Northern Pass decision 'restores faith'


ASHLAND — Lawmakers from areas in the path of the Northern Pass power line say a state committee's rejection of the project shows the regulatory process works even when local people are up against a major corporation.
Northern Pass officials, on the other hand, issued a statement expressing shock and outrage and saying last week's Site Evaluation Committee action shows the process is broken. They promised an appeal.
The committee was unanimous in finding the project failed to pass the criteria of not negatively impacting the orderly development of the region.
Sen. Bob Giuda, R-Warren, represents a district that includes communities along the Northern Pass route, among them, Plymouth, Ashland, Bridgewater and New Hampton.
“To be honest, it restores some sense of my faith in government,” he said Monday.
“That they could have arrived at any other conclusion would be unconscionable, but the fight is not over.”

Transmission towers
The project includes transmission towers of up to 110 feet in height. People fear views will be harmed and property values will be reduced.
“A really telling factor is that thousands of people in whose backyard this would go said this would cause irreparable harm,” Giuda said. “Once you tarnish the view, you're not getting it back.”
Northern Pass said the $1.6 billion, 192-mile transmission line, which would transport Canadian hydropower to Massachusetts, would provide 2,600 new jobs during construction and $62 million in annual energy savings for New Hampshire consumers.
Another benefit is a $200 million economic development program the company would create. The project would also generate $30 million in additional state and local tax revenue annually. The city of Franklin was in line to benefit from a $350 million substation.
Giuda said there are other ways to bring more electrical power to the state that would be less disruptive and less harmful to the natural beauty of the area.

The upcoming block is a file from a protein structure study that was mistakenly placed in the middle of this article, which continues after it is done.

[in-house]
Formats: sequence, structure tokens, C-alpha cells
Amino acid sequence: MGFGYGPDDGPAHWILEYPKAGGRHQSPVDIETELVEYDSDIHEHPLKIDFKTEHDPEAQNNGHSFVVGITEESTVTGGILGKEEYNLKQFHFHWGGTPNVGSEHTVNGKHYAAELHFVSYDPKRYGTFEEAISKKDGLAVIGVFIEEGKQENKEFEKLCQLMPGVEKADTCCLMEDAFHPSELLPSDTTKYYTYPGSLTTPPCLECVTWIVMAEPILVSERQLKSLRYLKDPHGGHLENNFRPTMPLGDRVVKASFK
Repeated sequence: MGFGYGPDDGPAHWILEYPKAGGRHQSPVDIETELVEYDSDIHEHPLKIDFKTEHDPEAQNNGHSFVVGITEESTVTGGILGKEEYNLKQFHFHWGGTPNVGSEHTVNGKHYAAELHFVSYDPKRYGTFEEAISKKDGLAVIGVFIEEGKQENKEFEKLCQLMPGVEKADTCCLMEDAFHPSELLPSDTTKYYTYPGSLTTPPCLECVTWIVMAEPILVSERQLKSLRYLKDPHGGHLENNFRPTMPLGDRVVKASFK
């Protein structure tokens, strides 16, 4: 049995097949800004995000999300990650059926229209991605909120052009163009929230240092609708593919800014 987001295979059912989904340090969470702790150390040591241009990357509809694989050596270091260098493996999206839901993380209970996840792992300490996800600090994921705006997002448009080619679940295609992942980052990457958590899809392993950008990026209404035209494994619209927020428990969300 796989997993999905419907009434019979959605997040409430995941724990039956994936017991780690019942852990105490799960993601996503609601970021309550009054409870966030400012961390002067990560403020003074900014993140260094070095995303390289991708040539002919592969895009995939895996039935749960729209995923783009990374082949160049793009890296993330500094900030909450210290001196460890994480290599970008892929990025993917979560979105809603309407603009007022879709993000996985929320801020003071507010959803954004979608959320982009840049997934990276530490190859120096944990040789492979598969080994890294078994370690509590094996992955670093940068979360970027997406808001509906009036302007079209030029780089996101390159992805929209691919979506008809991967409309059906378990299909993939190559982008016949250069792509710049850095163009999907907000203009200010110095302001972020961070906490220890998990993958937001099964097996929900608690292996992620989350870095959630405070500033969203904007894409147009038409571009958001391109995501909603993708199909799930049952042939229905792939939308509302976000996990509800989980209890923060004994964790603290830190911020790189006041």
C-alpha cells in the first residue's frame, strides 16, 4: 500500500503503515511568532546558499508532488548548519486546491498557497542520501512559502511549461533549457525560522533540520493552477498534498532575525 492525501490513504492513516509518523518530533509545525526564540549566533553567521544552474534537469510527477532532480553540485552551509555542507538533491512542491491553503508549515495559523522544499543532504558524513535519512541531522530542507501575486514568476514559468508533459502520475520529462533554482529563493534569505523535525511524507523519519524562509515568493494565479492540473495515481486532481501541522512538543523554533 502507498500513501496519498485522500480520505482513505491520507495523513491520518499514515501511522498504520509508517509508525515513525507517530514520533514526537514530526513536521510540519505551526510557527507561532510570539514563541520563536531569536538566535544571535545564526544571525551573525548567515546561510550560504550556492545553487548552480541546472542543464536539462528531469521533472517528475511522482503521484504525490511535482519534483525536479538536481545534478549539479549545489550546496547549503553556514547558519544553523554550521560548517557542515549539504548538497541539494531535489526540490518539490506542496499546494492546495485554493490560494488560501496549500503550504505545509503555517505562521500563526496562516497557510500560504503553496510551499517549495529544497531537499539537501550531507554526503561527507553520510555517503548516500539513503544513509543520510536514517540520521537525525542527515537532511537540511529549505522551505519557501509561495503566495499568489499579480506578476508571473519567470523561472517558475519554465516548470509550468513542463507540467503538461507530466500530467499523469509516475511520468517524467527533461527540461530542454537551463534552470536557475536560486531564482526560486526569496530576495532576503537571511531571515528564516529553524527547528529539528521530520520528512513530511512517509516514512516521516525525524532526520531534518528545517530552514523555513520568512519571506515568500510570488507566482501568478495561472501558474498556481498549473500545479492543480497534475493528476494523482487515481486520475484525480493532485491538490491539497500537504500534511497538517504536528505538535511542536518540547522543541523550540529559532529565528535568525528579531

Downtown Plymouth
Rep. Steven Rand, D-Plymouth, owns a hardware store on Main Street. He participated in a rally last year in which people complained that the huge job of burying a major power line under the Main Street area would devastate local businesses.
It's not hard to see how important Main Street is to the main functioning of our community,” he said Monday. “If you cut the artery, the patient doesn't survive very long.”
He was surprised that the voices of local citizens and municipalities took precedence in the Site Evaluation Committee's decision.
I guess the basis for this astonishment is that we've come to know that our government is propelled mostly by money interests and this is like actually pushing against the tide in that department,” Rand said.
He is skeptical that the project would produce lower-priced power for New Hampshire. Most Northern Pass jobs would be temporary, he said.

Local rights
Meanwhile, today, a state House committee will hold a public hearing on a proposed constitutional amendment that would give local communities more say within their borders concerning projects like Northern Pass.
There is a movement for so-called community rights-based ordinances intended to give municipalities a greater voice over major projects that could harm the local environment.
Plymouth voters adopted such an ordinance last week, and Ashland residents will vote on one on March 13.
Former Ashland Selectman Tejasinha Sivalingam said Northern Pass “would be harmful to Ashland.”
He said people in town have concerns that the project could disturb wetlands, reduce property values and possibly do harm to the town's well water. Electromagnetic energy from the power line could even impact human health, he said.